Just as Tivo was giving us a preview of a world without commercials (at least for those who could afford it) a slew of other new products were coming along that were ridiculously better than what we used before (Google vs. classified ads, Kayak vs. travel agents, Spotify vs. CDs). They don’t need to interrupt Succession every ten minutes.
If Tivo marks the beginning of the shift from the Brand Age to the Product Age, the summer of 2020 saw the Brand Age’s end.
If Tivo marks the beginning of the shift from the Brand Age to the Product Age, the summer of 2020 saw the Brand Age’s end. When the killing of George Floyd and subsequent protests briefly displaced the pandemic in the front and centre of our national consciousness, making obvious the passing of the Brand Age’s into history. Seemingly every brand company did what they always do when America’s sins are pulled out from the back of the closet where we try to keep them hidden: they called up their agencies and posted inspiring words, arresting images, and black rectangles. Message: We care. Only this time, it didn’t resonate. Their brand magic fizzled.
First on social media, then tumbling from there onto newspapers and evening news, activists and customers started using the tools of the new age to compare these companies’ carefully crafted brand messages with the reality of their operations. “This you?” became the Twitter meme that exposed the brand wizards. Companies who posted about their “support” for Black empowerment were called out when their own websites revealed the music did not match the words. The NFL claimed it celebrates protest, and the internet tweeted back, “This you?” under a picture of Colin Kaepernick kneeling. L’Oréal posted that “speaking out is worth it” and got clapped back with stories about dropping a model just three years earlier for speaking out against racism. The performative wokeness across brands felt forced and hollow. Systemic racism is a serious issue, and a 30-second spot during The Masked Singer doesn’t prove you are serious about systemic racism. That’s always been true, about ads on any issue, but social media and the ease of access to data on the internet has made it much harder for companies to pretend.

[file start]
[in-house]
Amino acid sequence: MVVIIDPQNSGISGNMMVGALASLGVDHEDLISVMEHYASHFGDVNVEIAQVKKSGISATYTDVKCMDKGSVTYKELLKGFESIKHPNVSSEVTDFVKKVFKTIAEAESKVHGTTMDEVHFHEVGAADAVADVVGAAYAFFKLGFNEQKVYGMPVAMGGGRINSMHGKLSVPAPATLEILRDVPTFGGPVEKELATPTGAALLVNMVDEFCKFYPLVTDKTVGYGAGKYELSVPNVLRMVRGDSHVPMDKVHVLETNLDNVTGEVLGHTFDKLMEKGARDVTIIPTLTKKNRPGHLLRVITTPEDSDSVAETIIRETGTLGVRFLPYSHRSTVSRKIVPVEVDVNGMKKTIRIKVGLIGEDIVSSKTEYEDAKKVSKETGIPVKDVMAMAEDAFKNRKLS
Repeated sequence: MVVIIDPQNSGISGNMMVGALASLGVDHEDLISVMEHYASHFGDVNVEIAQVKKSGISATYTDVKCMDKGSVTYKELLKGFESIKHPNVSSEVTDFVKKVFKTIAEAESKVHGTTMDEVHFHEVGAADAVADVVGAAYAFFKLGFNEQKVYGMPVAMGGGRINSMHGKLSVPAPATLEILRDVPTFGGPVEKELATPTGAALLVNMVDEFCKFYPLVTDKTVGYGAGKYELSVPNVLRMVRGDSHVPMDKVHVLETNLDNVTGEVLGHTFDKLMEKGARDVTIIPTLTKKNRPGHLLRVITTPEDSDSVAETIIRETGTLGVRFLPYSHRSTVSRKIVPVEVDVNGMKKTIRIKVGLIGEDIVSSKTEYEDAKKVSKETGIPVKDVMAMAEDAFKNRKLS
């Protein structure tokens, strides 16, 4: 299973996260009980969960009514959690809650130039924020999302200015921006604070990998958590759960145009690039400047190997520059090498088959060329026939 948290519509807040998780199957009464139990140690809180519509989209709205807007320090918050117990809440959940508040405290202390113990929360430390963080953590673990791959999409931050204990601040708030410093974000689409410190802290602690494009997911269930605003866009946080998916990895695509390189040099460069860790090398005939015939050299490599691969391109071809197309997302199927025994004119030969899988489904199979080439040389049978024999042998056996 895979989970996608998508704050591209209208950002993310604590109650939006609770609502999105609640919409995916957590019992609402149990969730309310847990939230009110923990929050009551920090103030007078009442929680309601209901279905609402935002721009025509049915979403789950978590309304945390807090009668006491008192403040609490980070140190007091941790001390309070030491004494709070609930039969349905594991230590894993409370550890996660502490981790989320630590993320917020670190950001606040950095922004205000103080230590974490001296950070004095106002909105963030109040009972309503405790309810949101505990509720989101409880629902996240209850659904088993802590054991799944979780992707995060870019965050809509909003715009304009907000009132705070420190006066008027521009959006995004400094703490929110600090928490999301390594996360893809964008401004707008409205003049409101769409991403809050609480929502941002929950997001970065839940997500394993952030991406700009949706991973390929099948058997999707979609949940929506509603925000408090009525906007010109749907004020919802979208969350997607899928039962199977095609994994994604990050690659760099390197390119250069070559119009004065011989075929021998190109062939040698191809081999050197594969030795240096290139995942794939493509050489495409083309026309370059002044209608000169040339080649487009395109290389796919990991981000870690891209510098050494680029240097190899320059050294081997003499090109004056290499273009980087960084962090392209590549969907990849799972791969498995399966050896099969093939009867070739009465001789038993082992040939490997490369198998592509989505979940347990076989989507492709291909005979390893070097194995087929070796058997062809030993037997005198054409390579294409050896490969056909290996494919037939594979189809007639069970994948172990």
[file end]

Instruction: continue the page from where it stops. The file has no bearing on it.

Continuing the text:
Welcome to the Product Age
Paying lip service to social causes is a sideline for brand builders, of course, but these same tools are damaging the core business as well. In the Brand Age, a wealthy traveler new in town tells his cabdriver to take him to the Ritz, because that’s the brand he knows. In the Product Age, this valuable customer checks her phone as she gets off the plane, learns that the Ritz is being renovated, and that reviewers believe it’s overpriced, and she crowdsources a recommendation for a new boutique hotel in a hipper neighbourhood.